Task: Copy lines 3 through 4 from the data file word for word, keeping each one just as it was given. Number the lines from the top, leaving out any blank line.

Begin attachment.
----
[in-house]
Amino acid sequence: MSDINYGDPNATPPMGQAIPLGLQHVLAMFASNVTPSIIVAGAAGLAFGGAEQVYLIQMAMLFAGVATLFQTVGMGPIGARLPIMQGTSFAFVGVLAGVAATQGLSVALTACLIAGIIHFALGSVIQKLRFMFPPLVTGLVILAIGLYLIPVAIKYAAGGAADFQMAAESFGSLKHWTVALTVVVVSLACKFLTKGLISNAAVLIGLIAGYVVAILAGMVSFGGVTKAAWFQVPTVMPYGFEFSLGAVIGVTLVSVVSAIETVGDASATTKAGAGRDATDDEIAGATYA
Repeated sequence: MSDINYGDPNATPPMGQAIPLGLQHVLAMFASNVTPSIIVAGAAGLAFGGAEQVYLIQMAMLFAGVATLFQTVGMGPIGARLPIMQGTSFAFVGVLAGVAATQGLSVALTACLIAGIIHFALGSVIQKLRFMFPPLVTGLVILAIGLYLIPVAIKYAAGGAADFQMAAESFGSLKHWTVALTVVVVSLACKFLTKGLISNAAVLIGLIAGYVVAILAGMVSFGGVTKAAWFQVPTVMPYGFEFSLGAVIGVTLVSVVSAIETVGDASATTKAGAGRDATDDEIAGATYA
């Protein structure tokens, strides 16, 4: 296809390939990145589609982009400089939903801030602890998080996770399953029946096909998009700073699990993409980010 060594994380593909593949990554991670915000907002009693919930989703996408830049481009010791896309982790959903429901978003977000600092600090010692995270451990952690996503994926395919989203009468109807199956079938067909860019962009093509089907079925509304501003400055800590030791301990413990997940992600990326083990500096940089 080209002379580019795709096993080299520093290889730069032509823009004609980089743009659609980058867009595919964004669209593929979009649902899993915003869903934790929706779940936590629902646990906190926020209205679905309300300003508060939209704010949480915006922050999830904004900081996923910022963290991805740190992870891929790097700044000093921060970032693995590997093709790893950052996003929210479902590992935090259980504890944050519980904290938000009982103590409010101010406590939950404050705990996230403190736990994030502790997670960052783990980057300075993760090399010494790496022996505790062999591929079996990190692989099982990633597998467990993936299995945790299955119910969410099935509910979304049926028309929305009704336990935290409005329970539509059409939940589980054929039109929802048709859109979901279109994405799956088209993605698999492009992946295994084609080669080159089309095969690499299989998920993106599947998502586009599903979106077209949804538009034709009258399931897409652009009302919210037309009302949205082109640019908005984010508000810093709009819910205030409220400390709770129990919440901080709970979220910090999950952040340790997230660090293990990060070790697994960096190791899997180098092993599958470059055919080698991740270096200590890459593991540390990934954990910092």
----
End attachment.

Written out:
Repeated sequence: MSDINYGDPNATPPMGQAIPLGLQHVLAMFASNVTPSIIVAGAAGLAFGGAEQVYLIQMAMLFAGVATLFQTVGMGPIGARLPIMQGTSFAFVGVLAGVAATQGLSVALTACLIAGIIHFALGSVIQKLRFMFPPLVTGLVILAIGLYLIPVAIKYAAGGAADFQMAAESFGSLKHWTVALTVVVVSLACKFLTKGLISNAAVLIGLIAGYVVAILAGMVSFGGVTKAAWFQVPTVMPYGFEFSLGAVIGVTLVSVVSAIETVGDASATTKAGAGRDATDDEIAGATYA
């Protein structure tokens, strides 16, 4: 296809390939990145589609982009400089939903801030602890998080996770399953029946096909998009700073699990993409980010 060594994380593909593949990554991670915000907002009693919930989703996408830049481009010791896309982790959903429901978003977000600092600090010692995270451990952690996503994926395919989203009468109807199956079938067909860019962009093509089907079925509304501003400055800590030791301990413990997940992600990326083990500096940089 080209002379580019795709096993080299520093290889730069032509823009004609980089743009659609980058867009595919964004669209593929979009649902899993915003869903934790929706779940936590629902646990906190926020209205679905309300300003508060939209704010949480915006922050999830904004900081996923910022963290991805740190992870891929790097700044000093921060970032693995590997093709790893950052996003929210479902590992935090259980504890944050519980904290938000009982103590409010101010406590939950404050705990996230403190736990994030502790997670960052783990980057300075993760090399010494790496022996505790062999591929079996990190692989099982990633597998467990993936299995945790299955119910969410099935509910979304049926028309929305009704336990935290409005329970539509059409939940589980054929039109929802048709859109979901279109994405799956088209993605698999492009992946295994084609080669080159089309095969690499299989998920993106599947998502586009599903979106077209949804538009034709009258399931897409652009009302919210037309009302949205082109640019908005984010508000810093709009819910205030409220400390709770129990919440901080709970979220910090999950952040340790997230660090293990990060070790697994960096190791899997180098092993599958470059055919080698991740270096200590890459593991540390990934954990910092």